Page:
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Advanced Study Grant Advice

university fellowships committee

The value of these Grants is perhaps best stated by the students who have taken advantage of this opportunity and offer encouragement and advice to other students in their own words.

Comments below were made by recent Advanced Study Grant winners, before an audience of students at a University Fellowships Committee luncheon.

Advanced Study Grants for 2002 - 2001

Mr. Pasha Mirazimi
Class of 2003

"A Summer with Feynman"
To support intensive study of The Feynman Lectures on advanced electromagnetic theory, ordinary differential equations, and quantum mechanics. 2002

"Classical Physics and Vector Calculus"
To support summer study in theoretical Biophysics at Harvard. 2001

Before I offer you some advice on how to approach the application process—and encourage you to, well, approach it in the first place. It seems reasonable that I start by speaking about the difference the Advanced Study Grant program has made in my life.

But I do not wish to offer you the standard "spiel" about how the ASG changed my life, helped my personal and academic growth, provided the groundwork to study advanced topics in mathematics, chemistry, and physics, and conduct "original" research in the interface between these various disciplines, and so forth. Nor do I wish to go on at length about the valuable first experiences in applying for fellowships and having become as a result of my experiences a stronger student and a stronger candidate for other fellowships I wish to pursue in coming months. Not to say that any of what I just mentioned in passing is not true. On the contrary, it is all true.

I feel, however, that my limited time with you is better used offering some general advice on the applications process.

Show a sense of direction. In other words, talk about the ASG in how it is part of a greater vision—as a few positive steps down the path to a successful future. Understand that you may not be among the few who would be bold enough to state so early in their college experience / life experience what precisely you wish to do in the future—And trust me, there is absolutely nothing wrong with that. On the contrary, I would argue from experience that it is best to keep an open mind throughout your time at Boston College, as you are surrounded with a great many opportunities that likely many of you have never been exposed to.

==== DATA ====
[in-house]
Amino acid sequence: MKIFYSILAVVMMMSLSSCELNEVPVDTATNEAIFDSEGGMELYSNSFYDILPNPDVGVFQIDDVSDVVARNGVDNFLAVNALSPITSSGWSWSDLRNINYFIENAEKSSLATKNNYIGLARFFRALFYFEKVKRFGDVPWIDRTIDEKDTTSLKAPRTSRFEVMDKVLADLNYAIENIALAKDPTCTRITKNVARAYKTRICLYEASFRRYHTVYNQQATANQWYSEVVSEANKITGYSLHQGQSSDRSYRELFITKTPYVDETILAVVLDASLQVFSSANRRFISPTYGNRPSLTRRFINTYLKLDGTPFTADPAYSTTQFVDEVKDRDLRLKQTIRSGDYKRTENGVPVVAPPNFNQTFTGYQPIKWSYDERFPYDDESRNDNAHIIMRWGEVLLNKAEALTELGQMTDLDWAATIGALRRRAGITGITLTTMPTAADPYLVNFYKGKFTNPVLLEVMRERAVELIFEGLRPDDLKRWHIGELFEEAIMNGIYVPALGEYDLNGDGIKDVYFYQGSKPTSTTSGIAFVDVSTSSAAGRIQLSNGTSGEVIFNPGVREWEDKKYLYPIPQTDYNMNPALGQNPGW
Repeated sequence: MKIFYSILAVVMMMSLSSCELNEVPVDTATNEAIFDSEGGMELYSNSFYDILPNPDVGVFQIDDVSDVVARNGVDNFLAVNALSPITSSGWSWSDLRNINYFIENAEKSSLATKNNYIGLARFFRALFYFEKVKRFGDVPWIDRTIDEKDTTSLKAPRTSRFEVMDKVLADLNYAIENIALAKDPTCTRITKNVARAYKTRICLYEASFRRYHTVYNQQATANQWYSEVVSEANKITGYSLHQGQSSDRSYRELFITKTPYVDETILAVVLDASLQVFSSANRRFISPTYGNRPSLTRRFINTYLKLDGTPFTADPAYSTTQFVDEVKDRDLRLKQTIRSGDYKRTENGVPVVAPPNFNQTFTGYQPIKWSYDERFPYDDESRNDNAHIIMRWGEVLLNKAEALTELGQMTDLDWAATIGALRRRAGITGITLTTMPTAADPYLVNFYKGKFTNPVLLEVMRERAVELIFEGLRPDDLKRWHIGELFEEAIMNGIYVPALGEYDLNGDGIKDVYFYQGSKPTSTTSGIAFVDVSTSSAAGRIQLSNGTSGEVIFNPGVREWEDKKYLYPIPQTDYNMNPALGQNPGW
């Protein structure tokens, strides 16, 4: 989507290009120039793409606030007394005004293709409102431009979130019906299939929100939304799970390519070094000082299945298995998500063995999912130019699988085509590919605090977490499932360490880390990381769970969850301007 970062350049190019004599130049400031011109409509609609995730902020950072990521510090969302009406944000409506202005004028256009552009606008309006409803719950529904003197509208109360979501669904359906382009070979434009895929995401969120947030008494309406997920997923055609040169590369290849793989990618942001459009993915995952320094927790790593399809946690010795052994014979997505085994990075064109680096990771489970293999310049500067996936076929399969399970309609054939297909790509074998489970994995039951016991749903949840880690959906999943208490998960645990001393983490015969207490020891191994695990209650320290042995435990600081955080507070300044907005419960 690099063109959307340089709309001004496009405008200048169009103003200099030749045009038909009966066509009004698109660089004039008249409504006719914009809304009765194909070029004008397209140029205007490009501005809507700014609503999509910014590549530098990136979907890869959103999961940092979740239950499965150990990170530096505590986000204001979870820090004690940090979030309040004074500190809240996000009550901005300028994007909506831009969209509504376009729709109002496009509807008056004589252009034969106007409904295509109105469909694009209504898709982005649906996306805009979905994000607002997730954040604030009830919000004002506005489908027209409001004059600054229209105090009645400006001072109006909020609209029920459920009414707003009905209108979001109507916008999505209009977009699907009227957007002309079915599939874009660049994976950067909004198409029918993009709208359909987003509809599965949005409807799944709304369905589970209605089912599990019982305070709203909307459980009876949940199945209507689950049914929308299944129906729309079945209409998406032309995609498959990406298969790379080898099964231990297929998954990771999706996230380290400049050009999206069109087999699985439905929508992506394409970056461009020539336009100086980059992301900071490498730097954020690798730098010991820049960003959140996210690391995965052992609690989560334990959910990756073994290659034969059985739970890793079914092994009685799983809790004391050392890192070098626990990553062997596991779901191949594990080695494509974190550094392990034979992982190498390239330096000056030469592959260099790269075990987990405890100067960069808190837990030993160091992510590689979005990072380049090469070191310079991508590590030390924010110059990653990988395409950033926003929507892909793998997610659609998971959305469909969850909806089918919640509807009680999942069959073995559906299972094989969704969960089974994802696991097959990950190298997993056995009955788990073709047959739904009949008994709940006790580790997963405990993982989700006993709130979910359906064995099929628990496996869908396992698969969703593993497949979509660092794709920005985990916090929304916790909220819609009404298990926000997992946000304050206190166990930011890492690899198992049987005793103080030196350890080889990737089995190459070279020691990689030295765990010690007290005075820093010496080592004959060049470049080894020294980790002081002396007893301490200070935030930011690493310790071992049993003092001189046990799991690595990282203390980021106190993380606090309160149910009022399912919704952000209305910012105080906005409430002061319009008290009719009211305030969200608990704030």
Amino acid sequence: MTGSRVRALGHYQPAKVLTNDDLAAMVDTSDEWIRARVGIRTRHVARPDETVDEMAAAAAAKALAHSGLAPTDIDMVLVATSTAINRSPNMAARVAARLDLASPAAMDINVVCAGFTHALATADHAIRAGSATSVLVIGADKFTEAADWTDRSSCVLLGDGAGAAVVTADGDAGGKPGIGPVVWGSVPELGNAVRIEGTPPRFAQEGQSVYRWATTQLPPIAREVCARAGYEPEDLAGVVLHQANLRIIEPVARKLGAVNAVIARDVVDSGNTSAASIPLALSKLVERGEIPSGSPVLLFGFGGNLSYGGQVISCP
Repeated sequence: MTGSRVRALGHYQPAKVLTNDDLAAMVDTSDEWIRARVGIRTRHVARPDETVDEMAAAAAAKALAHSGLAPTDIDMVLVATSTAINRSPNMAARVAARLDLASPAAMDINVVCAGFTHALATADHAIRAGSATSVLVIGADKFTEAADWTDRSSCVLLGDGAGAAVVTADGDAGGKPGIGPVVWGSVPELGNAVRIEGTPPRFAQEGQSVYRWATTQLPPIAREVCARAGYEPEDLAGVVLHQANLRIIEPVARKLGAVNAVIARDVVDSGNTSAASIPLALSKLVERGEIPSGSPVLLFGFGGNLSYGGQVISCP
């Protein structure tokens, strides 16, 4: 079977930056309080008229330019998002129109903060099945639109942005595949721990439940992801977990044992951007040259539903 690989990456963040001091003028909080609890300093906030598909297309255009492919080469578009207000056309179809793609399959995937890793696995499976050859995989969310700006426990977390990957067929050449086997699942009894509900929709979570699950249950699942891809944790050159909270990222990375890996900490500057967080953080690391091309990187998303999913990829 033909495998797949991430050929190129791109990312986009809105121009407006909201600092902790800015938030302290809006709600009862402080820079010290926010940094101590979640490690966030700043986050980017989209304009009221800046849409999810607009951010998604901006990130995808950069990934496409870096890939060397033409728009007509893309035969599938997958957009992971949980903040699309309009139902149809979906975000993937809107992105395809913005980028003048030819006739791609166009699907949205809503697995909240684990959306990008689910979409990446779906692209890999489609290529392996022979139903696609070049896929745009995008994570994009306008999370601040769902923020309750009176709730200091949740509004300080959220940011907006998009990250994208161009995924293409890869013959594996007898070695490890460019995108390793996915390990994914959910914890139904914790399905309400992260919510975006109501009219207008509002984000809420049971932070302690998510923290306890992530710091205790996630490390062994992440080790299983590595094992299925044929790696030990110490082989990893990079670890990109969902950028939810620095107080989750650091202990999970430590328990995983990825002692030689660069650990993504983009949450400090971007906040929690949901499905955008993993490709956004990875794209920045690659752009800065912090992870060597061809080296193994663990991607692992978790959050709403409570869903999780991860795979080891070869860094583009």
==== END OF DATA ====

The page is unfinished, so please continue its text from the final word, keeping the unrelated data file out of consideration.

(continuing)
Yet, that having been said, a stronger candidate would be one that exhibits a great deal of creative energy with foresight and a sense of direction. Talk about how your plan could potentially strengthen you as both a student and a human being.

Think of the long-term. There is inherent in the mission of the ASG program an emphasis on the long-term. You should ask of yourself: How will this strengthen me as a student in any given academic discipline? How will this lay the "groundwork" for future accomplishments? How will this accelerate my personal and academic development at Boston College and allow me to participate in advanced research projects that build in meaningful ways on the classroom experience in the coming years?

Now—I should stop myself here for a moment and stress this point. All this talk about original work / research and so forth. It is more than a mere résumé builder. I have learned a great deal more struggling to put what I have learned over the years into practice than study problems that have been solved and resolved for centuries. That is the ultimate test of whether you have understood what you have learned, and a chance to do what has conceivably never been done before. I assure you the experience is invaluable. I strongly encourage you all to work to attain this level of sophistication in your respective fields. An ASG would allow you to spend an entire summer to this end working on a proposal of your choice. That, my friends, is a great deal!

Relationships with Your Professors. Now listen—I am not talking about approaching professors with the mindset that you will need to have faculty member vouch for you and write letters of recommendation for you in the future and that there is a strong need / almost an urgency to develop meaningful relationships / partnerships and so forth to that end. Not at all.